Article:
Being back to Italy for the holidays made me remember about my “Things You Should Know Before Coming to Italy” posts (if you haven’t check them out yet click here & here 😉 ) and since it seemed you’ve enjoyed them quite a lot I thought about writing a *Christmas Edition* version, hope you’ll like it as well! 🙂
So, let’s start!
1 | No decorations before December 8
December 8, the day of the Immaculate Conception, is the day we officially start setting up all the Christmas decorations (lights, trees and every Christmassy item you can imagine!)
2 | Food Marathon Days
I know in some countries the 24th-25th-26th December are defined as “the three days of Christmas” well, I guess that here in Italy we could define them “food marathon days”. Indeed, we generally start eating the 24th evening, and practically end the 26th evening. Then a little break until the 31st when there is the famous “Cenone” (big dinner) for celebrating New Year’s Eve. Practically at the end of the holidays you don’t know if it’s better rolling down the stairs or spending the rest of your days laying on the sofa 😀
3 | It’s all about Pandoro, Panettone & Torrone
Talking about food, especially desserts, during this special time of the year the only desserts that are conceived are:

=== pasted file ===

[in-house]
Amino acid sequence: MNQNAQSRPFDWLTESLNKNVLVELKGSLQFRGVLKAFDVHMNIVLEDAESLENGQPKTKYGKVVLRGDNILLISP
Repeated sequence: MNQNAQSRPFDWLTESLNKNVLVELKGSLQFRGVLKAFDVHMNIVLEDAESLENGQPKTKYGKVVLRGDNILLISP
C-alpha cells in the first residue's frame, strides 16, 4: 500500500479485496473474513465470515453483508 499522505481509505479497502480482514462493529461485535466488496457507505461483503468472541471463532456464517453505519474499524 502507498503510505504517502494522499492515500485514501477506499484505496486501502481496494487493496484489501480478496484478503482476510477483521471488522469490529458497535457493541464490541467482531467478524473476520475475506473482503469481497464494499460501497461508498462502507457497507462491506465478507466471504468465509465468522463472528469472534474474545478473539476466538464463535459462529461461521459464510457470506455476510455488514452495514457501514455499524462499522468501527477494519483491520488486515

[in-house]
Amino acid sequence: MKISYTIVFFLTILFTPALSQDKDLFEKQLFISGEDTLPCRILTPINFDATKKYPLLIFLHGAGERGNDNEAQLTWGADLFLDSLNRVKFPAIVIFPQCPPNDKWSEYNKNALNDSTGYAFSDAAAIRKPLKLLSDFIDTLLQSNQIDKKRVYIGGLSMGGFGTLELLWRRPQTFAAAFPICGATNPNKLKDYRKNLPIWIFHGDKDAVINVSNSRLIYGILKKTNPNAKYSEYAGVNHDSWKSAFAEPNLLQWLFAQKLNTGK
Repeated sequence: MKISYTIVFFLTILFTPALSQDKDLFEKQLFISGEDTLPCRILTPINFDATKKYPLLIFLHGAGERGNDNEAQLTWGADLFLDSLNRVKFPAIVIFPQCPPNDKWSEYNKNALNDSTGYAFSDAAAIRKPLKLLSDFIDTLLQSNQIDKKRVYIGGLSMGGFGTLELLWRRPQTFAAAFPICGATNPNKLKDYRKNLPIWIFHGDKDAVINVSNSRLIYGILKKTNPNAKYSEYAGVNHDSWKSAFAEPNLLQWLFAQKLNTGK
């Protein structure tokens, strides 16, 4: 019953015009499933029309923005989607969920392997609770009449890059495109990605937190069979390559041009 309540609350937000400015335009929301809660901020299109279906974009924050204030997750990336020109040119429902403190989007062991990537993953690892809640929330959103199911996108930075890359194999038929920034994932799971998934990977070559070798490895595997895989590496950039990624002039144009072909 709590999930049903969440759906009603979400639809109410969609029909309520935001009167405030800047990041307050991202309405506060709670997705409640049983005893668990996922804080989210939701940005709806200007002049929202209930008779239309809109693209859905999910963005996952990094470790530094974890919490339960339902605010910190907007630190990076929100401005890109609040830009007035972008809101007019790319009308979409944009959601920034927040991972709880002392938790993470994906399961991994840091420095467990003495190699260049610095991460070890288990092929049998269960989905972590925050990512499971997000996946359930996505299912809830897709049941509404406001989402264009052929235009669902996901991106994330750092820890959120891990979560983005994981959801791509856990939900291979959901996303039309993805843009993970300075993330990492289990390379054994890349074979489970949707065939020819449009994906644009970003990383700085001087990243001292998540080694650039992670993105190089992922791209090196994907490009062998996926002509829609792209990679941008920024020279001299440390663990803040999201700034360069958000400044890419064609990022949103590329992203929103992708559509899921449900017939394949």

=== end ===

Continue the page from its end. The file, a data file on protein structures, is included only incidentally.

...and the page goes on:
A sweet yeast bread (there are different kind of flavours: plane, chocolate vanilla…) typically served with icing sugar and Mascarpone cream (a cream made of mascarpone, loads of eggs and milk)
Very similar to Pandoro but smaller and full of candied fruit.
A sweet (very sweet) made of honey, almonds or other nuts, sugar and eggs white.
4 | It’s not over until the Befana arrives
January 6 is the official day Christmas ends, the day the “Befana” arrives. The Befana is designed as an old, not really good looking lady which travels on her broom (kind of a witch) during the night between the 5th and 6th and bring candies inside socks. Nowadays kinds find their socks full of different types of candies but the very typical tradition says that besides candies the Befana should also bring coal, if it’s black it means you’ve been a bad boy/girl while if it’s white you’ve behaved well 🙂
5 | Presepi everywhere
I suppose you all know Italy is quite a religious country, because of this, it very often, like very very often normal to find miniatures of the nativity scene, inside/outside churches, along some streets, in people’s houses (the presepio is often made the same day the Christmas tree is set up, December 8)
6 | Lenticchie & Cotechino, otherwise no luck for you
Going back to food topics (yeah, it’s never ending!!), as soon as mid-night arrives, after the very big (and long) dinner, like if people are not full enough, it is very typical to eat Lenticchie (lentils) and Cotechino (a gelatinous pork sausage in a natural casing). Actually, it is said that if you eat it it brings you luck (in particular money) for all the year!
Are there any Christmas traditions in your country? I’d love to hear them in the comments below! 😉
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